What are the pitfalls of mergers and acquisitions?

There are serious pitfalls associated with mergers and acquisitions particularly where they involve cross border ownership and cooperation. Finkelstein (1998) refers to a study of 89 US companies acquired by foreign buyers during the period of 1977 and 1990 and found the performance of most of them had not improved within one year.

The acquisition of Colombia Pictures by Sony in 1989 is an extreme example of this. Sony’s strategy at the time of the acquisition was to develop the ability to market the software of the leisure industry, such as films, videos and CDs to complement their range of hardware, such as TVs, CD players and video recorders. Sony paid a premium for Colombia and left Columbia’s established Hollywood executives largely to run their own show, but it was forced to accept a $3.2 billion write down in 1994 after considerable problems had emerged in the way the old management had responded to the new ownership.

Cross-cultural challenges in mergers and acquisition

As well as the obvious organizational challenges that follow from a merger, such as who will be in charge, whose products and services will be offered (or dropped) and where costs savings should be made, particularly if the merger or acquisition was not entirely harmonious, there are the cross-cultural challenges, such as the different ways of doing business in Europe, the US and Asia. These include issues which have been alluded including different corporate governance, the status and power of different employee and management groups, job security guarantees, government regulations and customer expectations.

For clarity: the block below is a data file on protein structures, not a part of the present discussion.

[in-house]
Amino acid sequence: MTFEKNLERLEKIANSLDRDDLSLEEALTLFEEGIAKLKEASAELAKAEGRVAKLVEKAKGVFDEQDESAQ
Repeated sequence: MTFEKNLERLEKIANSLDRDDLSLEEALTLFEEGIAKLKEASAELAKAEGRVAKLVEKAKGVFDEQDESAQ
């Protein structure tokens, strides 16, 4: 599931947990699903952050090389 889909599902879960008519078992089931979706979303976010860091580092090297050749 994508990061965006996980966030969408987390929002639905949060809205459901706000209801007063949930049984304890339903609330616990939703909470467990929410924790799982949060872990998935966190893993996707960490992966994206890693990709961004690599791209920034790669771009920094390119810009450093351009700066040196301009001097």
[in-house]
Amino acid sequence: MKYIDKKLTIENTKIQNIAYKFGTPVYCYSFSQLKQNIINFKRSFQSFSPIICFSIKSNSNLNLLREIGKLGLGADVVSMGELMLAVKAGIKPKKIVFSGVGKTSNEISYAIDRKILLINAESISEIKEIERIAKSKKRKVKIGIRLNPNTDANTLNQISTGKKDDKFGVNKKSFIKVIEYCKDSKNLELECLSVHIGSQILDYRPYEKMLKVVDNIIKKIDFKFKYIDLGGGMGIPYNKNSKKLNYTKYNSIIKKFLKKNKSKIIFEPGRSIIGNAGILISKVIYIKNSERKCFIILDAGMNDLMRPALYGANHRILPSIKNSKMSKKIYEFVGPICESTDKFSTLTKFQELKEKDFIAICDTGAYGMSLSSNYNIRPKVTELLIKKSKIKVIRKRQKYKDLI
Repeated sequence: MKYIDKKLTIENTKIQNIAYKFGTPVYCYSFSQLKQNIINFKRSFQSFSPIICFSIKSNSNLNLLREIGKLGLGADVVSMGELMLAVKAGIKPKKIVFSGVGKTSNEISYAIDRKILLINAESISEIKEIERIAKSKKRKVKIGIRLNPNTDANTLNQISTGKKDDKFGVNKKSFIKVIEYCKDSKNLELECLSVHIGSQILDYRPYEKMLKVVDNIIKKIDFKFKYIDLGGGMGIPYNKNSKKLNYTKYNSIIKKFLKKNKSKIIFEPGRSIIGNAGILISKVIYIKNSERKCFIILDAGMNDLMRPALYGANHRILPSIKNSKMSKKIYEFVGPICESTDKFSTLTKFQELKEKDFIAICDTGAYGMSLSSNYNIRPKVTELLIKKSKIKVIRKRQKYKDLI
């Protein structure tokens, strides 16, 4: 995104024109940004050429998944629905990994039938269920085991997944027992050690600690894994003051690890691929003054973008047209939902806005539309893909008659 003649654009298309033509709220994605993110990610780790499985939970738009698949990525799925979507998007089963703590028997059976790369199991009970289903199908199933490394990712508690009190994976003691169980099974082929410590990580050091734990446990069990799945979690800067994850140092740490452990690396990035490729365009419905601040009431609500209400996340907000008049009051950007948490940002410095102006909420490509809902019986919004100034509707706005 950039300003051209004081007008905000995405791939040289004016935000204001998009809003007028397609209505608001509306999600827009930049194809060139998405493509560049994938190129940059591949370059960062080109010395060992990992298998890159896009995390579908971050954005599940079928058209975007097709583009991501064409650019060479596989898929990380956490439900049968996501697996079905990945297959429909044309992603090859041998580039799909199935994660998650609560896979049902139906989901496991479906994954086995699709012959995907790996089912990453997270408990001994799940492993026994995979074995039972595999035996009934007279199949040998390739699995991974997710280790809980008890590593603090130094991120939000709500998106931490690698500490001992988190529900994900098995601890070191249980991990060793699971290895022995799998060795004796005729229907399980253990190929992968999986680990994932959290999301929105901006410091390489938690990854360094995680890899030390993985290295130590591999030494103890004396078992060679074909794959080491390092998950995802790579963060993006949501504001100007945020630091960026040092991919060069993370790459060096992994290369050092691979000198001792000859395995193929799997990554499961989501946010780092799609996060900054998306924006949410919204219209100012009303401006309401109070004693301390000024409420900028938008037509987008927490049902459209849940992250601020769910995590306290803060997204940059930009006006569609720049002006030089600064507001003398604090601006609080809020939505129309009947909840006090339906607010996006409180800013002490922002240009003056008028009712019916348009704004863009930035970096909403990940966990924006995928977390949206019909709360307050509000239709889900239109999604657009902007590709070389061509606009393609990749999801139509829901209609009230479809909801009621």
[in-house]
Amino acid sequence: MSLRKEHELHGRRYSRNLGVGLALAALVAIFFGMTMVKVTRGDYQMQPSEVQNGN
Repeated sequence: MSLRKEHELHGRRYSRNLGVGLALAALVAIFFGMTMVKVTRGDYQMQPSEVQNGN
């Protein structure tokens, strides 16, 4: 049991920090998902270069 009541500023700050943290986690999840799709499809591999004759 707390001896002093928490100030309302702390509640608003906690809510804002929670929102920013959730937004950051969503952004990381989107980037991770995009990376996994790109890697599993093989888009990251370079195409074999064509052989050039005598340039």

Cross-cultural differences are often quite subtle. Upjohn US and Pharmacia merged in 1995 but suffered a number of problems. Upjohn executives scheduled meetings in July when Swedes traditionally take holidays. Their direct, detail oriented style did not fit well with Swedes preference for discussion and a consensus management style. To avoid the fear of domination by one side the new group opened a head office in London but as the two separate parts retained their old corporate offices in the US and Sweden they simply added another layer of management hierarchy.

Finkelstein’s (1998) recommend that the integration process should focus on value creation by ensuring employees actually achieve the synergy that is promised before the deal is done; planning in detail how the various cross borders problems will be overcome and developing a clear communication plan to cope with the whole process.

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